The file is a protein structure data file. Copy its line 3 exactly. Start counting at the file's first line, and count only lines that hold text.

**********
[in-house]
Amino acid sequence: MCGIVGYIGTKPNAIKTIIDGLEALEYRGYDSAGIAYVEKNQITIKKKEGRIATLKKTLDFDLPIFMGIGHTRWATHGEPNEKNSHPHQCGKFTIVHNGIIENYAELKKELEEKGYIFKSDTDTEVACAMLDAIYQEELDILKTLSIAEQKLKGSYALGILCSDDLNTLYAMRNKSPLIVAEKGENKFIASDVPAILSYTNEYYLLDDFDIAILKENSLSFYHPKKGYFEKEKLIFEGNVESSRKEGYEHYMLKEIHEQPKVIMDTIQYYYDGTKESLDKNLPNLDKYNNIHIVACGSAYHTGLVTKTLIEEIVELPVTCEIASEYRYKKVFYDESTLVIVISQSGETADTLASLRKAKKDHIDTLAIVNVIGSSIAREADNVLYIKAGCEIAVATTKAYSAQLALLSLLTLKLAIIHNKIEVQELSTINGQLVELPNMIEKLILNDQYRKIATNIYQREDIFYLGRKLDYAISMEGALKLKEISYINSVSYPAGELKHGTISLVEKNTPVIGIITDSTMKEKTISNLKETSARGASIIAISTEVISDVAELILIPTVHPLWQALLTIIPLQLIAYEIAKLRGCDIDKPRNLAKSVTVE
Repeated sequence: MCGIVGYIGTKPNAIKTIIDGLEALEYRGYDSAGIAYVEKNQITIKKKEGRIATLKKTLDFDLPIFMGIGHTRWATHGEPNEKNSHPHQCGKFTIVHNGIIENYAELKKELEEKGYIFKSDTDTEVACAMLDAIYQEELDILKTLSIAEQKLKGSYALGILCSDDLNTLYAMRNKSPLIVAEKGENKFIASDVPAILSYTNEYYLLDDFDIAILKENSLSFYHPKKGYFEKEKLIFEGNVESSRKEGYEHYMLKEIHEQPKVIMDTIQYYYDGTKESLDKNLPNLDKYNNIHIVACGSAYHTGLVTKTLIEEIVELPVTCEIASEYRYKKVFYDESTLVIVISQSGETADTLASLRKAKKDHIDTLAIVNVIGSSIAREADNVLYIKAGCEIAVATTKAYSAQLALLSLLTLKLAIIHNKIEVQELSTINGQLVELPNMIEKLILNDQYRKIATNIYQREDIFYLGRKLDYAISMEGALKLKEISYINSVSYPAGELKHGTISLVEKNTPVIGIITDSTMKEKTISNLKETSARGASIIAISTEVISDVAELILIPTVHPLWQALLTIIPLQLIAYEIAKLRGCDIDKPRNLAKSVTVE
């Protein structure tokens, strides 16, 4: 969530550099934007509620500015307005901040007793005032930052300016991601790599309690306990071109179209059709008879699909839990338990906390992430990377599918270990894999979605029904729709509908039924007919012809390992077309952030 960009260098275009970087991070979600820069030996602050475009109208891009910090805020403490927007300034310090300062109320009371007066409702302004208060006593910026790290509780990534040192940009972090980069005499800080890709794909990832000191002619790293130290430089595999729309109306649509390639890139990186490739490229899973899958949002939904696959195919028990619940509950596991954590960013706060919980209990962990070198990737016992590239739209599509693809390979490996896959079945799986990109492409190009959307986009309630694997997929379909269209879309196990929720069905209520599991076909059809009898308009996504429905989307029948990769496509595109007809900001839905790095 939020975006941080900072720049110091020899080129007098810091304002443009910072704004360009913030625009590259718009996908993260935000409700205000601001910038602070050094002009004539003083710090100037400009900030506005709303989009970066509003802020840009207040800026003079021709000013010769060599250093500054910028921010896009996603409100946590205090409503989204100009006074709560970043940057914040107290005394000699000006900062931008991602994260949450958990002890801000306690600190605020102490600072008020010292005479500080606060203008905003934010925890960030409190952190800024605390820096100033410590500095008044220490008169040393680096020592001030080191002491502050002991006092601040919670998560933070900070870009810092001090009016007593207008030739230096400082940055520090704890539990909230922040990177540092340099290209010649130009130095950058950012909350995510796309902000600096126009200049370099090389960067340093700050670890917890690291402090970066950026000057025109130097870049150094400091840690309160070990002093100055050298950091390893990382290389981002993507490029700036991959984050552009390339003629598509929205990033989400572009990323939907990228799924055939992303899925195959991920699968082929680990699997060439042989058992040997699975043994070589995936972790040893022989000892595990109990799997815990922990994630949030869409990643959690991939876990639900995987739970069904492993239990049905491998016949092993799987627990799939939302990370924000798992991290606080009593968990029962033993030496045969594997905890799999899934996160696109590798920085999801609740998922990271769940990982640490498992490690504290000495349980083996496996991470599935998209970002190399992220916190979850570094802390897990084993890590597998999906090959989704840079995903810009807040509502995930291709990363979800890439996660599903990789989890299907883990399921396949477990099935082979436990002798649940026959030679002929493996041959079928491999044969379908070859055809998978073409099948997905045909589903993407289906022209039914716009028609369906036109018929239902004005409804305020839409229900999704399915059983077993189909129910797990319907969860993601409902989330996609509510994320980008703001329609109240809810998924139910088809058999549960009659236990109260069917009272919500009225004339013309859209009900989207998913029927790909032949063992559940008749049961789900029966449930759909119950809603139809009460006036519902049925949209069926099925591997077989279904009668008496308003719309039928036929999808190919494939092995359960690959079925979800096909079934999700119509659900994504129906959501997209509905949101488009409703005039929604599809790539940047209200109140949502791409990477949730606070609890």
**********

Repeated sequence: MCGIVGYIGTKPNAIKTIIDGLEALEYRGYDSAGIAYVEKNQITIKKKEGRIATLKKTLDFDLPIFMGIGHTRWATHGEPNEKNSHPHQCGKFTIVHNGIIENYAELKKELEEKGYIFKSDTDTEVACAMLDAIYQEELDILKTLSIAEQKLKGSYALGILCSDDLNTLYAMRNKSPLIVAEKGENKFIASDVPAILSYTNEYYLLDDFDIAILKENSLSFYHPKKGYFEKEKLIFEGNVESSRKEGYEHYMLKEIHEQPKVIMDTIQYYYDGTKESLDKNLPNLDKYNNIHIVACGSAYHTGLVTKTLIEEIVELPVTCEIASEYRYKKVFYDESTLVIVISQSGETADTLASLRKAKKDHIDTLAIVNVIGSSIAREADNVLYIKAGCEIAVATTKAYSAQLALLSLLTLKLAIIHNKIEVQELSTINGQLVELPNMIEKLILNDQYRKIATNIYQREDIFYLGRKLDYAISMEGALKLKEISYINSVSYPAGELKHGTISLVEKNTPVIGIITDSTMKEKTISNLKETSARGASIIAISTEVISDVAELILIPTVHPLWQALLTIIPLQLIAYEIAKLRGCDIDKPRNLAKSVTVE